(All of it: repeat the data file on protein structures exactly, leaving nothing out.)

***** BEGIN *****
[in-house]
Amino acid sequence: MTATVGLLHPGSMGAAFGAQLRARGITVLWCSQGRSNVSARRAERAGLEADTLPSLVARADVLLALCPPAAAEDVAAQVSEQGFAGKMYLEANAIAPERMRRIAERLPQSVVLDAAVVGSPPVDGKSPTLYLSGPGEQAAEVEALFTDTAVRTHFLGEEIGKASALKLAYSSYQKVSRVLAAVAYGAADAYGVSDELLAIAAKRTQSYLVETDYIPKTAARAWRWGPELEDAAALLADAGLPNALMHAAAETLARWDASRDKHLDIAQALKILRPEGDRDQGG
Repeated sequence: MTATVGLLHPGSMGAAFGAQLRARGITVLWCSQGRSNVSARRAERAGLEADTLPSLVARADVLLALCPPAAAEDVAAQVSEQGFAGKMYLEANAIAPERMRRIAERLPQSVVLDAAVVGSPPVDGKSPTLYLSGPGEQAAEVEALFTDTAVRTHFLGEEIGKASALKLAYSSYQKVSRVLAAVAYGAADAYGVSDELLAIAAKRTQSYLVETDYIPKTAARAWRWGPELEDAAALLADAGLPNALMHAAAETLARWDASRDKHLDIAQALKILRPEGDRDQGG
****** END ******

[in-house]
Amino acid sequence: MTATVGLLHPGSMGAAFGAQLRARGITVLWCSQGRSNVSARRAERAGLEADTLPSLVARADVLLALCPPAAAEDVAAQVSEQGFAGKMYLEANAIAPERMRRIAERLPQSVVLDAAVVGSPPVDGKSPTLYLSGPGEQAAEVEALFTDTAVRTHFLGEEIGKASALKLAYSSYQKVSRVLAAVAYGAADAYGVSDELLAIAAKRTQSYLVETDYIPKTAARAWRWGPELEDAAALLADAGLPNALMHAAAETLARWDASRDKHLDIAQALKILRPEGDRDQGG
Repeated sequence: MTATVGLLHPGSMGAAFGAQLRARGITVLWCSQGRSNVSARRAERAGLEADTLPSLVARADVLLALCPPAAAEDVAAQVSEQGFAGKMYLEANAIAPERMRRIAERLPQSVVLDAAVVGSPPVDGKSPTLYLSGPGEQAAEVEALFTDTAVRTHFLGEEIGKASALKLAYSSYQKVSRVLAAVAYGAADAYGVSDELLAIAAKRTQSYLVETDYIPKTAARAWRWGPELEDAAALLADAGLPNALMHAAAETLARWDASRDKHLDIAQALKILRPEGDRDQGG